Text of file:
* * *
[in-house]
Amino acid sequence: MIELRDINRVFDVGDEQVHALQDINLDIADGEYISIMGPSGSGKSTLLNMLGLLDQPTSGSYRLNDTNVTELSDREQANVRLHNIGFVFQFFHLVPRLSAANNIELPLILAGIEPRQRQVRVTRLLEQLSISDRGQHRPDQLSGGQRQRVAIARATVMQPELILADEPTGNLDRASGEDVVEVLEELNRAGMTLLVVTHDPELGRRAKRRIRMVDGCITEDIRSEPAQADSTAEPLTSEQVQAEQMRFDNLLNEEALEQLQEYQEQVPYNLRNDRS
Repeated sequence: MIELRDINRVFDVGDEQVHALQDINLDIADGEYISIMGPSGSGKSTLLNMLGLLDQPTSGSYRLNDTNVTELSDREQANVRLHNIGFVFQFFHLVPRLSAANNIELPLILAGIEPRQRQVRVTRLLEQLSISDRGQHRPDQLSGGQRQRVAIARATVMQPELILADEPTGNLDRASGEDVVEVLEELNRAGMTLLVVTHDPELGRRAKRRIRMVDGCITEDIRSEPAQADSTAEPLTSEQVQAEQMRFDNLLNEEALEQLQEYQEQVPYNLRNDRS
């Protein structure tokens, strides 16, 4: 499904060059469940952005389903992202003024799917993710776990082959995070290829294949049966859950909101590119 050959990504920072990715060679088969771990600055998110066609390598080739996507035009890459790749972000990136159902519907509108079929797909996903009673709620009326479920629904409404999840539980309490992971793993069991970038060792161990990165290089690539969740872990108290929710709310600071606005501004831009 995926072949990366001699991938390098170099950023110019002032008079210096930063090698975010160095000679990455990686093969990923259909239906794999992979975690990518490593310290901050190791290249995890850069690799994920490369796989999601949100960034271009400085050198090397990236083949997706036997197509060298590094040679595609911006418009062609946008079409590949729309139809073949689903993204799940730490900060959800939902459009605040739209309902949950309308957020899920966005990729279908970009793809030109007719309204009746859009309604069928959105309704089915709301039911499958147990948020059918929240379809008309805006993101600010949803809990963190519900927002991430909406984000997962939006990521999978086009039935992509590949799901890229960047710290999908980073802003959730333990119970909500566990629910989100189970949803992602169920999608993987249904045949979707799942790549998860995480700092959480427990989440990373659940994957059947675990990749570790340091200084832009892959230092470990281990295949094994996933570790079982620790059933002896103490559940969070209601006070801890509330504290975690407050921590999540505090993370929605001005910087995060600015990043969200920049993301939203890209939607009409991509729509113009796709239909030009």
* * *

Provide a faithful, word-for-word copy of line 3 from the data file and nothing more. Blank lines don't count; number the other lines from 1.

Repeated sequence: MIELRDINRVFDVGDEQVHALQDINLDIADGEYISIMGPSGSGKSTLLNMLGLLDQPTSGSYRLNDTNVTELSDREQANVRLHNIGFVFQFFHLVPRLSAANNIELPLILAGIEPRQRQVRVTRLLEQLSISDRGQHRPDQLSGGQRQRVAIARATVMQPELILADEPTGNLDRASGEDVVEVLEELNRAGMTLLVVTHDPELGRRAKRRIRMVDGCITEDIRSEPAQADSTAEPLTSEQVQAEQMRFDNLLNEEALEQLQEYQEQVPYNLRNDRS